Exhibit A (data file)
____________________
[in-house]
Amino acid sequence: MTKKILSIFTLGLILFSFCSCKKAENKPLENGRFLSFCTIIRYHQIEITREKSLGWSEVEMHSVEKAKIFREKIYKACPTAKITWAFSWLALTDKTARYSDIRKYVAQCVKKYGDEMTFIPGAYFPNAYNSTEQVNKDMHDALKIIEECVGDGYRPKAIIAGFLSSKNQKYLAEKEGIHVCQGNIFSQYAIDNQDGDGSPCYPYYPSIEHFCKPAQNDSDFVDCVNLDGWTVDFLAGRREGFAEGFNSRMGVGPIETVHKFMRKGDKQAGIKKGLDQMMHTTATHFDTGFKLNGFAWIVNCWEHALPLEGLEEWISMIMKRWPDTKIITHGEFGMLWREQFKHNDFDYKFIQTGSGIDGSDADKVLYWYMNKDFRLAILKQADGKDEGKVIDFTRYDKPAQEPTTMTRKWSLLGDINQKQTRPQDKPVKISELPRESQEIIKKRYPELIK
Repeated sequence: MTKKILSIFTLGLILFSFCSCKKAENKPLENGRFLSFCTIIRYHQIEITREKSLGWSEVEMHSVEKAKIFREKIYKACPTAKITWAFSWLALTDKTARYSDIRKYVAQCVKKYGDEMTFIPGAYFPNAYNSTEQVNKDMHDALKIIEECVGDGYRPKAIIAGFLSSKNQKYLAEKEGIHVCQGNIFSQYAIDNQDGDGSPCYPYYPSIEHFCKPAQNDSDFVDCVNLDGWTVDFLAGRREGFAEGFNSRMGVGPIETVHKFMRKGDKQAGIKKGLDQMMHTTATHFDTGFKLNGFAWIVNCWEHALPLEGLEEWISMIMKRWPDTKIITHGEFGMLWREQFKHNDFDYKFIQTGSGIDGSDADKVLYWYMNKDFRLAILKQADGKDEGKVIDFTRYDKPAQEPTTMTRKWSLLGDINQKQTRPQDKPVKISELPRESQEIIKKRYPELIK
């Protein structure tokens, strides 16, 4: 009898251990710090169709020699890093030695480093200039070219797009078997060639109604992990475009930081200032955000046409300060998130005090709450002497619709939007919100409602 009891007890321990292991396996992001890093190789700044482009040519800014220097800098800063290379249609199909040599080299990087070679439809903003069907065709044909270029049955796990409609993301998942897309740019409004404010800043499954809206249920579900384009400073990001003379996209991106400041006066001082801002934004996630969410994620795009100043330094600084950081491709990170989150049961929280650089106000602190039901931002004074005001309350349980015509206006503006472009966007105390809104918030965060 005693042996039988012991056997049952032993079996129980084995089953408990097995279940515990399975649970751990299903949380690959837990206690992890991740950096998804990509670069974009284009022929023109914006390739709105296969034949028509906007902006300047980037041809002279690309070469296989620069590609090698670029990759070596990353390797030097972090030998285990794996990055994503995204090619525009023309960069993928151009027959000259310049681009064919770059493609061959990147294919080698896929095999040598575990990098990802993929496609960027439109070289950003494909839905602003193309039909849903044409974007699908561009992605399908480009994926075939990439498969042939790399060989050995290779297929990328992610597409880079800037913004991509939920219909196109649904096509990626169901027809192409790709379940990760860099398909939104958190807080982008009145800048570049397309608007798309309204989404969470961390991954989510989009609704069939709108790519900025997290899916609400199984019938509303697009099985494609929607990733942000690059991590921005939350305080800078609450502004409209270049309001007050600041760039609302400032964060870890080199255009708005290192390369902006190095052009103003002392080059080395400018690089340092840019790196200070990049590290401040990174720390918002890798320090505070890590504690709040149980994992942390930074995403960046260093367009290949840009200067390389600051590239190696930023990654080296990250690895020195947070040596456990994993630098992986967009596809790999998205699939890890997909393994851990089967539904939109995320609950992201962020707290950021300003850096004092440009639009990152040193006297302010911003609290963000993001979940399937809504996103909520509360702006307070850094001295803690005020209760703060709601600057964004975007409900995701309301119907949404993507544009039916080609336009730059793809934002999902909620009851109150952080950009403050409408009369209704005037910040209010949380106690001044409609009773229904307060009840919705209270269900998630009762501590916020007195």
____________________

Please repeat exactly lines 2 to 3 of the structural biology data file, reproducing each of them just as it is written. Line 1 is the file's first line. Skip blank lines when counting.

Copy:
Amino acid sequence: MTKKILSIFTLGLILFSFCSCKKAENKPLENGRFLSFCTIIRYHQIEITREKSLGWSEVEMHSVEKAKIFREKIYKACPTAKITWAFSWLALTDKTARYSDIRKYVAQCVKKYGDEMTFIPGAYFPNAYNSTEQVNKDMHDALKIIEECVGDGYRPKAIIAGFLSSKNQKYLAEKEGIHVCQGNIFSQYAIDNQDGDGSPCYPYYPSIEHFCKPAQNDSDFVDCVNLDGWTVDFLAGRREGFAEGFNSRMGVGPIETVHKFMRKGDKQAGIKKGLDQMMHTTATHFDTGFKLNGFAWIVNCWEHALPLEGLEEWISMIMKRWPDTKIITHGEFGMLWREQFKHNDFDYKFIQTGSGIDGSDADKVLYWYMNKDFRLAILKQADGKDEGKVIDFTRYDKPAQEPTTMTRKWSLLGDINQKQTRPQDKPVKISELPRESQEIIKKRYPELIK
Repeated sequence: MTKKILSIFTLGLILFSFCSCKKAENKPLENGRFLSFCTIIRYHQIEITREKSLGWSEVEMHSVEKAKIFREKIYKACPTAKITWAFSWLALTDKTARYSDIRKYVAQCVKKYGDEMTFIPGAYFPNAYNSTEQVNKDMHDALKIIEECVGDGYRPKAIIAGFLSSKNQKYLAEKEGIHVCQGNIFSQYAIDNQDGDGSPCYPYYPSIEHFCKPAQNDSDFVDCVNLDGWTVDFLAGRREGFAEGFNSRMGVGPIETVHKFMRKGDKQAGIKKGLDQMMHTTATHFDTGFKLNGFAWIVNCWEHALPLEGLEEWISMIMKRWPDTKIITHGEFGMLWREQFKHNDFDYKFIQTGSGIDGSDADKVLYWYMNKDFRLAILKQADGKDEGKVIDFTRYDKPAQEPTTMTRKWSLLGDINQKQTRPQDKPVKISELPRESQEIIKKRYPELIK